Tomato Mountain Fresh, VFFN, Det, 8-16 oz, tolerates cool & wet 5.41  VF: 1 plant
Tomato Fourth of July, Indet, 4oz. 4.39  VF: 1 plant
Tomato Jet Setter, Indet, VFFNTA, 8oz 8.57  VF: 1 plant
Tomato Health Kick xplanted with fruit & buds 5.79  VF: 1 plant
Tomato Health Kick xplanted without fruit 19.97  VF: 1 plant
Tomato mystery cherry 3.94  Home: 1 plant
Herbs Parsley, sage, rosemary & thyme and basil  not weighed
 Grand total 1189.95

Notes:

  • Location matters. My home garden is in part-shade. My community plots at Vassar Farm (VF) get full sun. I grow tomatoes and peppers in both locations and the effect is significant.
  • Peppers: for several years peppers at Vassar Farm have suffered from Bacterial Leaf Spot. Harvest decreased each year and in 2012 was about a quarter of normal. This year I tried resistant varieties and both did very well. At home, in 2011 & 2012 pepper plants died with sudden total wilt and lesions around the stem. In 2012 it killed all my plants. My tentative diagnosis was Phytopthera so this year I planted Snapper, a resistant variety, and Highlander, which had lasted longest in 2012. Both survived and did as well as could be expected in the shade at home. BTW I always practice crop rotation but sometimes more is needed.
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December 9, 2013

December Garden

Filed under: Kale,Kohlrabi,Leeks,Parsnips,Spinach,Vegetables — marysveggiegarden @ 8:50 am
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I went out to mulch before the temperatures dropped into the deep freeze and discovered I should harvest first. Here’s my garden at home on Dec. 4, before harvest and mulching.

Spinach and kale.

Spinach and kale.

I cheated with the spinach: bought a 4-pack of transplants because I wanted the experience of transplanting spinach, and because I hadn’t gotten around to sowing my seed yet. The pack was crowded with plants. I was very careful separating them, but still managed to destroy the roots of half-a-dozen plants. You see the rest here. They grew but not vigorously. I’ve harvested leaves several times to add to salads.

I planted the kale last spring. It is quite ragged because of a massive caterpillar infestation in the fall. I should have ID’ed them when I found them.They were definitely not imported cabbage worms.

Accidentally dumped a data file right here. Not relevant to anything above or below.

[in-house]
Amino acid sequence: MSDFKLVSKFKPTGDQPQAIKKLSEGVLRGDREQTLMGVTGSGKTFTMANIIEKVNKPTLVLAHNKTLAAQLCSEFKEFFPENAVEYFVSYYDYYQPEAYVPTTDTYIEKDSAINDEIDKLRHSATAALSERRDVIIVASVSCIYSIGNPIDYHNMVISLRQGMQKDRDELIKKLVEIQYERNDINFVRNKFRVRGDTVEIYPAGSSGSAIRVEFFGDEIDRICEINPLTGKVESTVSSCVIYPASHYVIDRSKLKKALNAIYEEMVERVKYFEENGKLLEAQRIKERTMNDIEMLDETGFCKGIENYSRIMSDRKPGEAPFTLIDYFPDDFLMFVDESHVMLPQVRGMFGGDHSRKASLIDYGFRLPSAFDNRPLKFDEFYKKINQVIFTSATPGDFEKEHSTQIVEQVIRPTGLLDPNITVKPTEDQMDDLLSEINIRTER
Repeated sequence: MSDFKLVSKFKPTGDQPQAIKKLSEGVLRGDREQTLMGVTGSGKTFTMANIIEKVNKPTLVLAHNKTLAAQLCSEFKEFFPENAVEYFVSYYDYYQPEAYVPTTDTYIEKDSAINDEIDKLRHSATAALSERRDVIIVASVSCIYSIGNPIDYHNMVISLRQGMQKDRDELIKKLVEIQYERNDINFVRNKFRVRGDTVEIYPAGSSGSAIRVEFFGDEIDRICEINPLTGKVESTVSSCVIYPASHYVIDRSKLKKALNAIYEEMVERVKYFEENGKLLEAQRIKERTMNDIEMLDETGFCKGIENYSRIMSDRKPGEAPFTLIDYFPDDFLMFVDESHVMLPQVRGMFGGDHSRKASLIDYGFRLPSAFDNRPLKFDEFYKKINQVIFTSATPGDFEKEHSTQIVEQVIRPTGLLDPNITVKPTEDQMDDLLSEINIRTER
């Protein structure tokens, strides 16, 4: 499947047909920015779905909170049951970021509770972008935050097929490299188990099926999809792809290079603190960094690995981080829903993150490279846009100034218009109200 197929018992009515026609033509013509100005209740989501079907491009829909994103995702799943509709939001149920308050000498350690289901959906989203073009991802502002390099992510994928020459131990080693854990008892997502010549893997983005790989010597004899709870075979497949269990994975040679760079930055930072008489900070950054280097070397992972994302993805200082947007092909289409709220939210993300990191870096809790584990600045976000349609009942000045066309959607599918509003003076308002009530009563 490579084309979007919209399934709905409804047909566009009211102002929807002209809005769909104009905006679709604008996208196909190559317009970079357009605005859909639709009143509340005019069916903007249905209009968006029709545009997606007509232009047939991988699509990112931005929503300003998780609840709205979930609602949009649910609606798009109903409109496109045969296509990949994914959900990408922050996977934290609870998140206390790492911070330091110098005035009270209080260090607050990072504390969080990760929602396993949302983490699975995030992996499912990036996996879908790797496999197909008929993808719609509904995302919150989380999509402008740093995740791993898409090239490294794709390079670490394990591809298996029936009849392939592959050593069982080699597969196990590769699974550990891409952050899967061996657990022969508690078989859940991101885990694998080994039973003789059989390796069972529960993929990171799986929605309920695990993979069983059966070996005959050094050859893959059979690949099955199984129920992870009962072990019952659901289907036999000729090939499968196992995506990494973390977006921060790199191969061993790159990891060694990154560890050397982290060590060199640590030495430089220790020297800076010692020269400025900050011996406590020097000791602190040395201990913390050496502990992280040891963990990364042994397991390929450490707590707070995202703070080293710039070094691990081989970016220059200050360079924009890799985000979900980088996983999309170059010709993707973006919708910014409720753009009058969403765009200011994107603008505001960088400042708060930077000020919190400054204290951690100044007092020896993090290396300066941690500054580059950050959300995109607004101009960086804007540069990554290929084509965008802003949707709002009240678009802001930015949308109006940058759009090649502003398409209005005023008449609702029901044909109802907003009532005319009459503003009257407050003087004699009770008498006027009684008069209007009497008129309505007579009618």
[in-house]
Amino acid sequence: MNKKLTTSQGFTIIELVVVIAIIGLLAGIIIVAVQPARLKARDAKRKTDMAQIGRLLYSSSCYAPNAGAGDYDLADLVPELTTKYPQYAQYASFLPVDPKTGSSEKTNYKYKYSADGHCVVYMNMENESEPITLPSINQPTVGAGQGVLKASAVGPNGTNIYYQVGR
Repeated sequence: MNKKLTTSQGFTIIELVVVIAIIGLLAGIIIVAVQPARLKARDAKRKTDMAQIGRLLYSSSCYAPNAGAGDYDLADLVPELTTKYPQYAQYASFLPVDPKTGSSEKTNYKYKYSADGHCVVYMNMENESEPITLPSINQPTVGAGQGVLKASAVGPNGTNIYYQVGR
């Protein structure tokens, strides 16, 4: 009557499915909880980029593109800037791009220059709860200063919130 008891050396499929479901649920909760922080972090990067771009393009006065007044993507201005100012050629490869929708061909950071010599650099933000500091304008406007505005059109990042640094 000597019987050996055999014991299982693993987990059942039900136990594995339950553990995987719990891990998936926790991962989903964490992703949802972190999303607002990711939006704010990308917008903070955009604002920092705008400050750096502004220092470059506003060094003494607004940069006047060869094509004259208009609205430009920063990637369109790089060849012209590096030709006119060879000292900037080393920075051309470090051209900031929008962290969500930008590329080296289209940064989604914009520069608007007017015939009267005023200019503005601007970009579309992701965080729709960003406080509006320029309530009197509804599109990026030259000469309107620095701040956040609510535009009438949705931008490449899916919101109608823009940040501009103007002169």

Leeks and bunching onions.

Leeks and bunching onions.

In the foreground we see a few bunching onions and, in the middle, a lot of leeks. The white post holds a bird house (the upside-down pot is a squirrel guard.) The parsnips are next to the post. I was standing inches from that post, adding mulch to the parsnips, when a bird flew out of the bird house. The house sparrows are using the bird house to stay cozy in the cold.

Parsnips, beets, and parsley

Parsnips, beets, and parsley

The parsnips are at the top and parsley at the bottom. The beets, in the middle, are tiny and invisible under the mulch. The red leaves are self-sown mustard plants.

A tiny salad: the last lettuce, spinach, 2 bunching onions, a leek, watermelon radishes,, sorrel & a kale leaf.

A tiny salad: the last lettuce, spinach, 2 bunching onions, a leek, watermelon radishes, parsley, sorrel & a kale leaf.

The watermelon radishes grown at home are a quarter the size of those from my community garden plot. The difference is sun, lots of sun.

Heartier fare: parsnips and Lutz beets

Heartier fare: parsnips and Lutz beets

Just before Thanksgiving, I closed down my garden in the community plots. The last harvest included five pounds of celeriac and this weird kohlrabi.

Celleriac

Celleriac

Siamese twin kohlrabi.

Siamese twin kohlrabi.

The variety is Early Vienna. In all my years of growing kohlrabi, this is the first time I’ve seen one of these.